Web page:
Missouri Guard engineer company provides manpower for forward operating base improvements
September 25, 2013
FORT LEONARD WOOD, MO. -- When Soldiers return to using Training Area 242 bivouac site in the spring, they are going to find improvements that make spending time in the field a little more enjoyable.
Recently, the 276th Engineer Company of the Missouri Army National Guard contructed 15 new Southeast Asia huts, or SEA huts, in the training area.
"These structures are designed to house the Soldiers during their Field Training Exercise phase of Advanced Individual Training," said Master Sgt. John Bakowski, Maneuver Support Center of Excellence G3 Operations.
"This is the best for both Guard and active-duty. We (Fort Leonard Wood) get labor for the construction and they (276th Engr. Co.) get to do a real-world mission that they are trained to do," Bakowski said.
The huts replace the need to erect general-purpose medium tents, which can be a labor intensive operation, Bakowski said.
The construction team was comprised of volunteers from the 276th Engr. Co. from Pierce City, Mo., said Sgt. 1st Class Randy Holt, noncommissioned officer-in-charge.
"We asked for volunteers and most of the Soldiers working here have experience in the civilian construction trade," Holt said. "All (of the Soldiers involved) are vertical construction
"It's really a good opportunity for the company to get this experience. This spring, we're deploying, but our mission will be de-construction -- tearing the forward operating bases down," Holt said.
The company is targeting 15 completed huts by Sept. 26, but if weather or other issues force delays, the post has another unit willing to come in and continue the mission, Bakowski said.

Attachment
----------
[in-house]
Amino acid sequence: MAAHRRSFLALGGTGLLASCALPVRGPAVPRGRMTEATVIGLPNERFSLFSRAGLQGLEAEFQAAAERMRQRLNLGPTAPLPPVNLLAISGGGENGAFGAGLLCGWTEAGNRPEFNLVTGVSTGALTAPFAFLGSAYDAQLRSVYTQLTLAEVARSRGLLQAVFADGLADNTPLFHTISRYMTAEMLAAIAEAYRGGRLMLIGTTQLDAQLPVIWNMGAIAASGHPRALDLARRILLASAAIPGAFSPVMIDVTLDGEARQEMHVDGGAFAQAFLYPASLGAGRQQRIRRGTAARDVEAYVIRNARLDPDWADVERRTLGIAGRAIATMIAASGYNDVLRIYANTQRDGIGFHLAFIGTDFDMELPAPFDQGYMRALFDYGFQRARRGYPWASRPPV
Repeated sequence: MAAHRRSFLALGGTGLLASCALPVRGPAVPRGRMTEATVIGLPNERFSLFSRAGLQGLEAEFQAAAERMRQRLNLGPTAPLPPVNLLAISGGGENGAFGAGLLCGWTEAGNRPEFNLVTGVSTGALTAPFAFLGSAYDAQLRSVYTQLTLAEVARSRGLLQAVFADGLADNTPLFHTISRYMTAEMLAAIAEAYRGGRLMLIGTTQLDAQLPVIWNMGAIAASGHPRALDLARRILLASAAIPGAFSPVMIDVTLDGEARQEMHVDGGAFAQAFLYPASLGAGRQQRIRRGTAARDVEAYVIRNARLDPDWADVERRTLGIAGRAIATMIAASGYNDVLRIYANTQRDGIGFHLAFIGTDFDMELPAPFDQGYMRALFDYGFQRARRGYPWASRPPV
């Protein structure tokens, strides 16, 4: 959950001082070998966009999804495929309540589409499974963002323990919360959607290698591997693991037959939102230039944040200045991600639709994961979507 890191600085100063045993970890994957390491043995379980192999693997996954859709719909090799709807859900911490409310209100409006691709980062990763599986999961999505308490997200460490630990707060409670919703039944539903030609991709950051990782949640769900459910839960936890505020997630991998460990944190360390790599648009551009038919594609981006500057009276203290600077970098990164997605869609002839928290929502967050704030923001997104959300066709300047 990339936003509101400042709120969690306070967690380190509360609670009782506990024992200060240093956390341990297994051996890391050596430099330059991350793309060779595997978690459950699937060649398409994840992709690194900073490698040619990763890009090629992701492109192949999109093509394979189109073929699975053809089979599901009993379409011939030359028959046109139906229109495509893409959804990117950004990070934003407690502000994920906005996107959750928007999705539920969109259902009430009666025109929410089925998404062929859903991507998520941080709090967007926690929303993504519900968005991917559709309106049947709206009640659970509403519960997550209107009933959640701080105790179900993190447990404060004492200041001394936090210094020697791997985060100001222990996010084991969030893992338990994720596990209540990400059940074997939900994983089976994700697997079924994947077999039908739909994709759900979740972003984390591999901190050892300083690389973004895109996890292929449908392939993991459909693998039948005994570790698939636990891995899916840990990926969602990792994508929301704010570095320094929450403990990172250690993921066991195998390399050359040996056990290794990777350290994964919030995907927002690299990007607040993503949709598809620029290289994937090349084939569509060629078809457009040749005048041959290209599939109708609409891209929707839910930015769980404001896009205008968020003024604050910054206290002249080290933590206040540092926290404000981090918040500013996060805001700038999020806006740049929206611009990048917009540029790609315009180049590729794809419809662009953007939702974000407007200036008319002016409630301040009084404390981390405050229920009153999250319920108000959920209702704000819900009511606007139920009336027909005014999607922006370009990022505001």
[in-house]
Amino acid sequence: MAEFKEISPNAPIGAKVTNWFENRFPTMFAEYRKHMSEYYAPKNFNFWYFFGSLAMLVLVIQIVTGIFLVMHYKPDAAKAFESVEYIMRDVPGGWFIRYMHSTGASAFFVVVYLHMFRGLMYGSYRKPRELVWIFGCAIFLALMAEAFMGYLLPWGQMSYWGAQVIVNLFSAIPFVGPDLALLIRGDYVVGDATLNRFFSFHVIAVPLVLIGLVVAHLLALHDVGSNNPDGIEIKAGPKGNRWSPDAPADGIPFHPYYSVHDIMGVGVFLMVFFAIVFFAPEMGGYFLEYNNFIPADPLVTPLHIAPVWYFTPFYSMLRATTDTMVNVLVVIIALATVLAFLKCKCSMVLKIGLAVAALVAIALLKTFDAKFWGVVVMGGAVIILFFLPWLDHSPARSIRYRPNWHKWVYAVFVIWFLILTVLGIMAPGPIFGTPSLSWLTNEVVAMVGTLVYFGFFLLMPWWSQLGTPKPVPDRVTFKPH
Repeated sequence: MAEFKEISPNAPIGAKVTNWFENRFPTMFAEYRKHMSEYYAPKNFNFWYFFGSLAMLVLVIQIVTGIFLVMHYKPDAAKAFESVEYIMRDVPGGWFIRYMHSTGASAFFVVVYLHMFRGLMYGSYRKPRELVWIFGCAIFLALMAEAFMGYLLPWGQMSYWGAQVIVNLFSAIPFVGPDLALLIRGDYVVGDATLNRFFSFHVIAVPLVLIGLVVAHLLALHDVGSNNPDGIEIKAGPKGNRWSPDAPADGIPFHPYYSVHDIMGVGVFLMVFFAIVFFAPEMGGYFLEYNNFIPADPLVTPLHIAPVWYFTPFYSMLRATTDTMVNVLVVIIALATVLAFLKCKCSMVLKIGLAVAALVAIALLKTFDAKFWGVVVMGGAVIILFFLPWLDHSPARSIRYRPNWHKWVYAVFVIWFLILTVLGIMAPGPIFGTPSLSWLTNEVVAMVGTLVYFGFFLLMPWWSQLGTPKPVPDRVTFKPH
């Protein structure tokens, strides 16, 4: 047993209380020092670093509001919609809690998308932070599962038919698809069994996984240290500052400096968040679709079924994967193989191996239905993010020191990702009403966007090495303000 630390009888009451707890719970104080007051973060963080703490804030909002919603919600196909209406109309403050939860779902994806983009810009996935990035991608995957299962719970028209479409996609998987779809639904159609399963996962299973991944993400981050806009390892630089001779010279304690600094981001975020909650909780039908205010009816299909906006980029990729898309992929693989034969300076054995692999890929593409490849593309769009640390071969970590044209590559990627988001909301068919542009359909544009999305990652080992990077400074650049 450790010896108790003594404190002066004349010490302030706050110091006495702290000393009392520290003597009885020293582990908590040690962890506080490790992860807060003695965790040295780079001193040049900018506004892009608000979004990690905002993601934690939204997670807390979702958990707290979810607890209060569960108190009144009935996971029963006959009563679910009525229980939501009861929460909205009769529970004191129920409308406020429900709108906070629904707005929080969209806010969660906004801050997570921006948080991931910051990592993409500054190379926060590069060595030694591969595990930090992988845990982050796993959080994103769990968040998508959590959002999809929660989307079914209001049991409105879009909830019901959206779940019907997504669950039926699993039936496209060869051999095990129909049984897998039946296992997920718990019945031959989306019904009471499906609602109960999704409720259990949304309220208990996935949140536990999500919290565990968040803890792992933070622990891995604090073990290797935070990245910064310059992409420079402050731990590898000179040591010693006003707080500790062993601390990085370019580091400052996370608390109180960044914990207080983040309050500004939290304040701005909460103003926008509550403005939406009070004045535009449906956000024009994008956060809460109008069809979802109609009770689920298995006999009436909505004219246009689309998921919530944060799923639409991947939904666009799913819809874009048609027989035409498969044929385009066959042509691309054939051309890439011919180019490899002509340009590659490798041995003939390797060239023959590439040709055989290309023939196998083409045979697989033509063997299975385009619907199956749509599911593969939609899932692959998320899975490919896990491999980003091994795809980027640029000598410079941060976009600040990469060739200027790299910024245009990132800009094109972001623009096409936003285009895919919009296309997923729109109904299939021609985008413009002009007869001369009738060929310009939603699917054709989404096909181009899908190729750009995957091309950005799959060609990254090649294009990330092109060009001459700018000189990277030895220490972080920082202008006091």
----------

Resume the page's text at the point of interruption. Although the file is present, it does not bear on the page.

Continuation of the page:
"The military police are the primary users of this training area and they have blocked the time to get the construction done," Bakowski said. "They probably won't be using the site again until after January."
While most forward operating bases on the installation have some SEA huts available, the new ones on Training Area 242 will be slightly different in design and construction, Holt said.
"The new plans for these will have improvements to make them more durable," Holt said. "We'll use ¾ inch plywood on the roofs, then cover that with metal, and that makes them sturdier to wind and snow."
The project is estimated to cost approxtimately $97,000 per bivouac site, officials said. In addition to TA 242 A and B, TA 229 is also scheduled to get an upgrade of SEA huts.
According to Navy construction manuals, the SEA huts originated in Southeast Asia during the Vietnam conflict as a means to create a semipermanent structure for Soldier living. The original huts were wooden floors and sides with a canvas roof, usually a GP-medium tent. Originally developed for tropical locations, the 16-by-32-foot huts have been adapted to serve U.S. forces worldwide and have electricity, plus heating and cooling, in some models.
The version on TA 242 will be a basic hut without heating, cooling or electrical systems.